Apple iPhone 5 Problems

I’m coming very close to throwing my iPhone 5 against the wall.

  • Rattling sound that comes from somewhere along the top edge of the case – it’s the camera lens, says the Genius.
  • Power button gradually failed
  • SIM issues: Invalid SIM, SIM Failure, then No SIM

Luckily, Apple is brilliant at handling these issues as long as the phone is still within its warranty period. Getting a replacement unit was as easy as bringing up the Apple Store app on my phone, making an appointment for two hours out, and showing up. The Genius quickly took my old phone to the back, where the problem was confirmed, and then a new phone was brought out to me.

How to Make Your Home A/V Setup Better

A major rewrite of this article is in progress

This post would be more aptly titled, “How I Made My Home A/V Setup Better in 2013”

I spend a lot of time optimizing the systems that I engage with on an ongoing basis. My home A/V setup is one of the systems that has seen gains in the first part of this year. I’ll briefly describe my home A/V setup, and introduce some areas for continued refinement.

My Existing Setup

Display: Panasonic Viera TC-P55ST30 55″ Plasma TV
Audio: Logitech Z-5500 THX Speaker System
Media Storage and Retrieval System: Apple MacBook Pro 15.4″ laptop
Media Storage: 3*LaCie Quadra D2 external hard drives
Human Interface Device: Apple Bluetooth keyboard, Apple Magic Trackpad
Audio Playback: Audio Technica AT-LP60 Fully Automatic Belt Driven Turntable

The focus of the setup is the Panasonic Viera ST30 class plasma TV. Advances in plasma technology over the past half a decade have made plasma TVs excellent choices for video playback. I could write an essay on the comparative differences between plasma and LCD technology for video playback — the big three that you’ll be interested in are contrast, viewing angle, and size. Plasma televisions offer impressive contrast and can display deeper blacks than most LCD sets. The viewing angle on plasma televisions doesn’t suffer at extremes. LCD televisions must be tuned for placement in order to provide a good viewing experience. Setting an LCD television at a suboptimal viewing spot results in reduced contrast and image quality, whereas plasma TVs are very forgiving because of their wide viewing angles. Finally, plasma TVs are typically cheaper than equivalently sized LCD sets.

My audio setup hasn’t seen updates for a few years. The Logitech Z-5500 speaker system is a 5.1 system that was designed as a computer sound system. It does its job well in its current location, where all five speakers have been laid out in-line. The Logitech Z-5500 control unit has an optical audio input that I run directly to the TV. An analog input supports playback of stereo tunes from my media storage and retrieval system. The system produces enough power for my living room, though I could upgrade it for greater audio fidelity. There is a tradeoff that one makes in audio between size and clarity. Smaller speakers stow away easily, and the Logitech Z-5500 can always find a comfortable place on my office desk.

The turntable is a more recent addition into my home A/V setup. It is a fairly basic model, as far as modern turntables go. A built-in pre-amp eliminates the need for additional A/V equipment on my part, and it produces great sound for the price. It’s my turntable. Belt drive with a replaceable stylus, and fully automatic.

Changes from 2012

Previously, I had a second generation Apple TV (MC572LL/A). It was my main media retrieval system for about one year. My MacBook Pro laptop was kept in another room, along with the external hard drives. I jailbroke the Apple TV and installed XBMC on it, which allowed it to play back files outside of my iTunes library. This worked fairly well, though I encountered serious streaming issues when playing back larger files. I suspect this was due to a problem with XBMC and its ability to work with Apple Filing Protocol (AFP) shares. Furthermore, the Apple TV had an output resolution of 720p, which meant that higher resolution content was being scaled back. Not that I could play back anything in 1080p, anyways, but it was a factor for consideration.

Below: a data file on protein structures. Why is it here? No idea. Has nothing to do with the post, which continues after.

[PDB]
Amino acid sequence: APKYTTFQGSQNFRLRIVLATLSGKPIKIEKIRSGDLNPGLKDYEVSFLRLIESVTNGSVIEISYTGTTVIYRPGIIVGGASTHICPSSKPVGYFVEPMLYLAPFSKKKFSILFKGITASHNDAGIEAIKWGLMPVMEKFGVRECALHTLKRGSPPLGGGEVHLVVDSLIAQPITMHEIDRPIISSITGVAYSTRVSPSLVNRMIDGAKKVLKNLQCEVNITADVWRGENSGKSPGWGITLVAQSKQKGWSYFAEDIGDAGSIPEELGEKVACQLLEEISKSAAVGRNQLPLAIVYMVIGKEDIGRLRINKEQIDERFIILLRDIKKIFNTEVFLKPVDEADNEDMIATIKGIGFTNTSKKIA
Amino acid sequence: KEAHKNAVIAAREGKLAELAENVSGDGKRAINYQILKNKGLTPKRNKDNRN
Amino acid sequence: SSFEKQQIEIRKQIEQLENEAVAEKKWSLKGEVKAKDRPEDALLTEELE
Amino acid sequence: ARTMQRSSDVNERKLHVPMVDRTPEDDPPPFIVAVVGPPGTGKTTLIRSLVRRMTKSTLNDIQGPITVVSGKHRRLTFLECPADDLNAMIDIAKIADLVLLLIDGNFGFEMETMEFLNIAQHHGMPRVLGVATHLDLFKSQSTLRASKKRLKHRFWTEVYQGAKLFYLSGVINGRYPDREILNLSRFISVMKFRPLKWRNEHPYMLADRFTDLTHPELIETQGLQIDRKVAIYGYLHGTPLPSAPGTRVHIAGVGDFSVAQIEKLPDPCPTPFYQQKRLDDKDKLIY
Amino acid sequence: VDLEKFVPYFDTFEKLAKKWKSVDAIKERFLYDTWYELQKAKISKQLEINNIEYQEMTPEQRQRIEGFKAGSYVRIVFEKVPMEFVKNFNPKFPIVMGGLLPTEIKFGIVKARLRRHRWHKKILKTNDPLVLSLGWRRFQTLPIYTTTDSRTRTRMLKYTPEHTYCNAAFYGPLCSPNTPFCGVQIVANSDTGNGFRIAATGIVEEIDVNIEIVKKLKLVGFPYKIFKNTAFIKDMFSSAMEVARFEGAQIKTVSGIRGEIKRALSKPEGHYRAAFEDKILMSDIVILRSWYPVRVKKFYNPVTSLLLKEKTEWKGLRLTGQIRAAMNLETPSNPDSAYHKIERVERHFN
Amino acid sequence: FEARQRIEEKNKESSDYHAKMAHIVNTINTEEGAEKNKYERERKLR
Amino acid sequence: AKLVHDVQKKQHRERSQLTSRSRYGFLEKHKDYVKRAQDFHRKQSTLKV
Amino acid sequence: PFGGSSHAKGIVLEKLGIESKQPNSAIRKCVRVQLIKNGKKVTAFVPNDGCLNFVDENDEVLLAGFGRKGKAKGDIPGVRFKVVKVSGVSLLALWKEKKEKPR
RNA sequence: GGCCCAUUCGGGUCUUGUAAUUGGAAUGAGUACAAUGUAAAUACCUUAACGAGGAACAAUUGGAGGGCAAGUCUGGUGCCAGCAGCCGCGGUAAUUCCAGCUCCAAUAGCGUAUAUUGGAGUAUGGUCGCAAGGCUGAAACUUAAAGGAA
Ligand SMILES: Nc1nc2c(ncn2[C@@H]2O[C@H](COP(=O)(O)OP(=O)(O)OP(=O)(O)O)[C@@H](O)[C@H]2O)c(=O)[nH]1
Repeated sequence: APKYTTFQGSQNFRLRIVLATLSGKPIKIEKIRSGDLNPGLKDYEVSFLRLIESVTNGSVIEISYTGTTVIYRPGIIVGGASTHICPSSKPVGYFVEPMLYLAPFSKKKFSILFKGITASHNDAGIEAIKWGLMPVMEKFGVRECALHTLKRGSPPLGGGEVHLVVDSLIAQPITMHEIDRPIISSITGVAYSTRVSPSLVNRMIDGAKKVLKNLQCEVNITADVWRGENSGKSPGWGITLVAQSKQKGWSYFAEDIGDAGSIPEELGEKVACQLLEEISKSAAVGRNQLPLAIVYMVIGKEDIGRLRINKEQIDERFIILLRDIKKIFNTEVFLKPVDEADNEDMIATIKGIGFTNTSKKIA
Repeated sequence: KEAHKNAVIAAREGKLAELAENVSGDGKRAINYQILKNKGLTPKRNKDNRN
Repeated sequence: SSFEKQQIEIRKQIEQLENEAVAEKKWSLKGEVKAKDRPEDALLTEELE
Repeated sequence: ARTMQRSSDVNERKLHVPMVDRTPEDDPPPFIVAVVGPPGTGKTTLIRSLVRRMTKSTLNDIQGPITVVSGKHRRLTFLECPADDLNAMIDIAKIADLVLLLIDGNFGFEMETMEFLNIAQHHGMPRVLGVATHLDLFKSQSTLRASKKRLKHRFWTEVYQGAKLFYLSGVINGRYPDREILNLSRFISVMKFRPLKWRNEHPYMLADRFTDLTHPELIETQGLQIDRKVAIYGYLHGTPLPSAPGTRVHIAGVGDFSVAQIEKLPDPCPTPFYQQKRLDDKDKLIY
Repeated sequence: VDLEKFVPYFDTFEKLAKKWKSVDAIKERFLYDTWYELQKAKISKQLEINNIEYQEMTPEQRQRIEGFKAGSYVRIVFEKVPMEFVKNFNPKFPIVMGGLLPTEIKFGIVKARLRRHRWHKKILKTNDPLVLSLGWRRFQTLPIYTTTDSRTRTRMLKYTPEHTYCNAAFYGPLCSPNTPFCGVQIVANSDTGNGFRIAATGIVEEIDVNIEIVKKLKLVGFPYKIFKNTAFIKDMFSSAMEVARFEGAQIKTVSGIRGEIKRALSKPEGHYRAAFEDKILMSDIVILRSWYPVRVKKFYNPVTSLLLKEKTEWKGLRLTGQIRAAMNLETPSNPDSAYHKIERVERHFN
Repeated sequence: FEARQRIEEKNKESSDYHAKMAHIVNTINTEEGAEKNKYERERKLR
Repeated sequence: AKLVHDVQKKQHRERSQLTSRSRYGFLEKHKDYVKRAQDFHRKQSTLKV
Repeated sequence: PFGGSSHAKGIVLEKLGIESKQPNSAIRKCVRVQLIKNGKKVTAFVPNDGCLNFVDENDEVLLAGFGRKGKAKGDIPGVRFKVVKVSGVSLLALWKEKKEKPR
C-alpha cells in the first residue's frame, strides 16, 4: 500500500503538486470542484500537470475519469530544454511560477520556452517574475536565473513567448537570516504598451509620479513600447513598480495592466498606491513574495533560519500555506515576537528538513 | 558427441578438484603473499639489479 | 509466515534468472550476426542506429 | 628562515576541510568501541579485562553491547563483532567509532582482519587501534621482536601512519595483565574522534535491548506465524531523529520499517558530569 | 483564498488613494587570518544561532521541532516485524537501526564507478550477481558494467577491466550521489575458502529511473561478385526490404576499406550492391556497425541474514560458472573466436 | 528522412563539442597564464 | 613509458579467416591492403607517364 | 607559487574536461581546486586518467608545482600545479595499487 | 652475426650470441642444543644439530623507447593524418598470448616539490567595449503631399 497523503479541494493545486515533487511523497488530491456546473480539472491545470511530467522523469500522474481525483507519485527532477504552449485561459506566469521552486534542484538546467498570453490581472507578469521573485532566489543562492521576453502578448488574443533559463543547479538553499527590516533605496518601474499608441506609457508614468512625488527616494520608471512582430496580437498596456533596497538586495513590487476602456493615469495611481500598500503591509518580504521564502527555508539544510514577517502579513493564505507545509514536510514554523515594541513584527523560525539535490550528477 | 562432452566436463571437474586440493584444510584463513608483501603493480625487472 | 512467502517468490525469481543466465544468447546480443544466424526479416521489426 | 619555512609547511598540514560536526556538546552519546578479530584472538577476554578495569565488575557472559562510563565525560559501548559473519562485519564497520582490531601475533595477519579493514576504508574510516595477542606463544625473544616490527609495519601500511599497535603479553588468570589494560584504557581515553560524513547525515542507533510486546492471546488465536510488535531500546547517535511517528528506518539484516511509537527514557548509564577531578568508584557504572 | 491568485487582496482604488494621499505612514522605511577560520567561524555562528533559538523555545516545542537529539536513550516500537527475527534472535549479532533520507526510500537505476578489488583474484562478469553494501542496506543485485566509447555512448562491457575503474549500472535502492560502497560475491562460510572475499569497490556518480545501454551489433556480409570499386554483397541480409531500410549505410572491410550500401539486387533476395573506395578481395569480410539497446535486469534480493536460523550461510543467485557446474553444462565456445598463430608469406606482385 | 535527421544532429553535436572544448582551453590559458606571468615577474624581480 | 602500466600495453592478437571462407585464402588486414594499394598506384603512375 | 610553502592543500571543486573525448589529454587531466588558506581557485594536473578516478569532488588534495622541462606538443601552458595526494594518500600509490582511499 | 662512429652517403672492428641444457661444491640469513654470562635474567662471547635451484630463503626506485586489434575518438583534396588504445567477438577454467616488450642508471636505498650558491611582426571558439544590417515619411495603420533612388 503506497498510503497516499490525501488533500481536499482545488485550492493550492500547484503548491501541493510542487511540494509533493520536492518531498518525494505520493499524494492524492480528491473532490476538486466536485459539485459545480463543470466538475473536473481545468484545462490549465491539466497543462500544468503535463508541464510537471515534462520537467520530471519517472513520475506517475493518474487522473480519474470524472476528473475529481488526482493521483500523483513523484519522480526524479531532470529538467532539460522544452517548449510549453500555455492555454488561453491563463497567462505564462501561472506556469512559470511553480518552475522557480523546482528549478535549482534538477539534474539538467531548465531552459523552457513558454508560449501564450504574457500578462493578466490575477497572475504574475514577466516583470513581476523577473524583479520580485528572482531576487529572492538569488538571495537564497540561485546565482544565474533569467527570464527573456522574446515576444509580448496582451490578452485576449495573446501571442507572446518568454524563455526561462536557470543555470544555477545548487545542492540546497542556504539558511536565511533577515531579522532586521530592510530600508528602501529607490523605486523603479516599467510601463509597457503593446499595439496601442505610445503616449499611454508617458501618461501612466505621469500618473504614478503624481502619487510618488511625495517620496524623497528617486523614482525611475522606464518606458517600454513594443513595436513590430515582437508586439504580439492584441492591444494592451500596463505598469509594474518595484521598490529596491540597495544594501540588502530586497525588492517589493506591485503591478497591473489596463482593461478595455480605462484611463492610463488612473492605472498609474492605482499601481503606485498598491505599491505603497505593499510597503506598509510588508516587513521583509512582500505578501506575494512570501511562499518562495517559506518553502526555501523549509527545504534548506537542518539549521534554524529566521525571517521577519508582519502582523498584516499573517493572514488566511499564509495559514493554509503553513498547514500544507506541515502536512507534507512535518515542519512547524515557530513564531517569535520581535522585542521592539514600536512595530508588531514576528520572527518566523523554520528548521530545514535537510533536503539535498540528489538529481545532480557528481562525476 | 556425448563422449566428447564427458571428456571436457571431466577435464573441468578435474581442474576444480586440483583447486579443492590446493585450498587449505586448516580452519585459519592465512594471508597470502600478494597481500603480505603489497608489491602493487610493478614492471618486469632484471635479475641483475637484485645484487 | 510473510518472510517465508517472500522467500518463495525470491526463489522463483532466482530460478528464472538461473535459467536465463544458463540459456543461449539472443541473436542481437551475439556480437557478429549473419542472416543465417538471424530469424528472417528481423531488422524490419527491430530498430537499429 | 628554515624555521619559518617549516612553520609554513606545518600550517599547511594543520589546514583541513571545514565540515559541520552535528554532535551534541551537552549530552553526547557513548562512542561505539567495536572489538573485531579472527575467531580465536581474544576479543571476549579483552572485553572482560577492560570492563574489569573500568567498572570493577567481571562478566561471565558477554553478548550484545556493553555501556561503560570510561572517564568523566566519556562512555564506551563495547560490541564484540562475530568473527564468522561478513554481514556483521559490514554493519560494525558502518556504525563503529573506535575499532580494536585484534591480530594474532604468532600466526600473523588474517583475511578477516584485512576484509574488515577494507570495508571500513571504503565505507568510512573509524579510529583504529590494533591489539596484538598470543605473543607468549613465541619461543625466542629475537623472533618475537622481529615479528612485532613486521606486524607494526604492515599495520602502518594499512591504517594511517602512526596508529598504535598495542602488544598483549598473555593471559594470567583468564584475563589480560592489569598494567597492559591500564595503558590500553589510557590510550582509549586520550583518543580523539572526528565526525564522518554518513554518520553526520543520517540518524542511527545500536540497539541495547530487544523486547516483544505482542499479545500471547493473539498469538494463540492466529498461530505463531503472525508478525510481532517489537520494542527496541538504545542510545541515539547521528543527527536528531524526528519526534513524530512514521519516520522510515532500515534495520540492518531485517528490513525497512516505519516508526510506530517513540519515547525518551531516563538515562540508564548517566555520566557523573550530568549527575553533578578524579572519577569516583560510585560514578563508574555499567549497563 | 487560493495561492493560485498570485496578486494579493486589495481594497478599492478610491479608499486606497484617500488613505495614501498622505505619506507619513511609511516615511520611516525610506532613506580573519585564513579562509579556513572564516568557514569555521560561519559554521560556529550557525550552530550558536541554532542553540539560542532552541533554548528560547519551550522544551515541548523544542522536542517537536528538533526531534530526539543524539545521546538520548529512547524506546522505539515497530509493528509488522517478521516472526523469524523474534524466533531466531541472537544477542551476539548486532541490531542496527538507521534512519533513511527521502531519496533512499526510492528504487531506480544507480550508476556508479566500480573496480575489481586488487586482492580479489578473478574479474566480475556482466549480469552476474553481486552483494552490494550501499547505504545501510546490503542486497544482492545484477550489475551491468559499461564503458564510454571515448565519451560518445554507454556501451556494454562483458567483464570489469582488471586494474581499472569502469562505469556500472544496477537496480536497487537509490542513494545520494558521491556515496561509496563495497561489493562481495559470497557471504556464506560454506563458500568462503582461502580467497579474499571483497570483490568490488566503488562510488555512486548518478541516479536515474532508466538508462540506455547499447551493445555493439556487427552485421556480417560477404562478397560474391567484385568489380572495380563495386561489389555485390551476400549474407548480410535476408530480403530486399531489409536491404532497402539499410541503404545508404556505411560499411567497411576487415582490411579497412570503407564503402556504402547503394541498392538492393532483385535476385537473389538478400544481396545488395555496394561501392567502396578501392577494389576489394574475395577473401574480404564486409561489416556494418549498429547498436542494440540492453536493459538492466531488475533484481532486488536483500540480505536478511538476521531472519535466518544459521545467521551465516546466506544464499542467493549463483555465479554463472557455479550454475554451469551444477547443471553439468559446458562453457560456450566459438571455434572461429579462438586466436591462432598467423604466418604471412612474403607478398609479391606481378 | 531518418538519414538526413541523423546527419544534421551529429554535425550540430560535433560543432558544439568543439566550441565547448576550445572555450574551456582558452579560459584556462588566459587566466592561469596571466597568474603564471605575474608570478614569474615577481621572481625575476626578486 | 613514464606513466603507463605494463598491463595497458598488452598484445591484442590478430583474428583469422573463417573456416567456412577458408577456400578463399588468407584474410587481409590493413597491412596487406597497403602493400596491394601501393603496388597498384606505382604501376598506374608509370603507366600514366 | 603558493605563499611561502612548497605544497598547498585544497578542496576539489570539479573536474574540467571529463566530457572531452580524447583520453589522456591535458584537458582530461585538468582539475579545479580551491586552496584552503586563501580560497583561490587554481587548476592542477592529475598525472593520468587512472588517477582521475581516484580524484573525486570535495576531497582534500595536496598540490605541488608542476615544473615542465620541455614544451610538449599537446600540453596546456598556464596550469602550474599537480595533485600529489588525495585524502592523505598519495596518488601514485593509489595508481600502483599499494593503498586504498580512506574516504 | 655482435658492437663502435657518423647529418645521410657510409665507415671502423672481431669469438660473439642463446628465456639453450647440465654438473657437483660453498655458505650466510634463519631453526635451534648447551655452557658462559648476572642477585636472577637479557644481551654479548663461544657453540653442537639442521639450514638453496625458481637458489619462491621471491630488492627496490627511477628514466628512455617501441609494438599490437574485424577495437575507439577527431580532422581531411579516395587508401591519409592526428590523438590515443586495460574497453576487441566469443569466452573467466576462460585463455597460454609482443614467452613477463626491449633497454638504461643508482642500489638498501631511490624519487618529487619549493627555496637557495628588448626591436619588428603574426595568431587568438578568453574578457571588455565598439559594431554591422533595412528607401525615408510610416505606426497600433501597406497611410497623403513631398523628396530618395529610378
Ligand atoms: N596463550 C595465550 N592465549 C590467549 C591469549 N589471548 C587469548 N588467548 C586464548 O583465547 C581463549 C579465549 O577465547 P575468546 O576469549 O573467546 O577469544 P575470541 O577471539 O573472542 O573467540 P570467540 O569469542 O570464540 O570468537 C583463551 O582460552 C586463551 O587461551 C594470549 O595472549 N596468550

I contemplated the purchase of a new router, but stopped myself several times. I had researched the maximum wireless throughput of the top routers available on the market using’s Router Charts before purchasing a Cisco-Linksys E4200 Dual-Band Wireless-N Router in the summer of 2012. Other options that retained the Apple TV 2 as the media playback and retrieval unit included migrating my media library to Plex or moving away from AFP and towards SMB for home file sharing.

Then at the start of 2013, I moved the MacBook Pro and my external hard drives to the living room. The external hard drives house my media files – everything from music to movies to digitized home videos is stored (and backed up) on those drives. The MacBook Pro has a 3.5mm audio out jack that can transmit audio data digitally using TOSLINK. Now I can play back all of my media files on the big screen with few issues. Having the computer hooked up to the rest of my home A/V setup also provides me with added functionality above and beyond that offered by traditional A/V components.

Using an old computer to serve up content was not without its faults. I found that Netflix lagged when playing back HD videos at 1080p resolution. Any workaround that involved tweaking the computer would have meant compromise on some other part of the setup. For a time, I swapped in the Apple TV 2 whenever I wanted to stream a film on Netflix. Luckily, I found that my TV had some smart TV functions that I had not previously experimented with. I found that it not only had native support for Netflix, but the TV’s built in Netflix app was quite good. Ultimately, I sold my Apple TV 2 for twice what I paid for it because it was no longer a necessary part of my home A/V setup.

Future Changes

My home A/V setup would benefit most from having a dedicated home theater sound system. I am quite satisfied with the amount of power produced from the existing system. However, better components will produce greater tonality and clarity. I am quite enamored with sound bars – they do a good job of producing sound for a TV setup, and they can be cleanly integrated into most home A/V setups. My budget pick for a sound bar would be the VIZIO SB4021E-A0 40-Inch 2.1 Home Theater Sound Bar. Pie in the sky, money is no object pick would go to the Bowers and Wilkins Panorama 2 Integrated A/V Sound System ($2199.99 at the time of writing). For full disclosure, I’ve experienced neither one of these two, but the B&W set looks very sexy.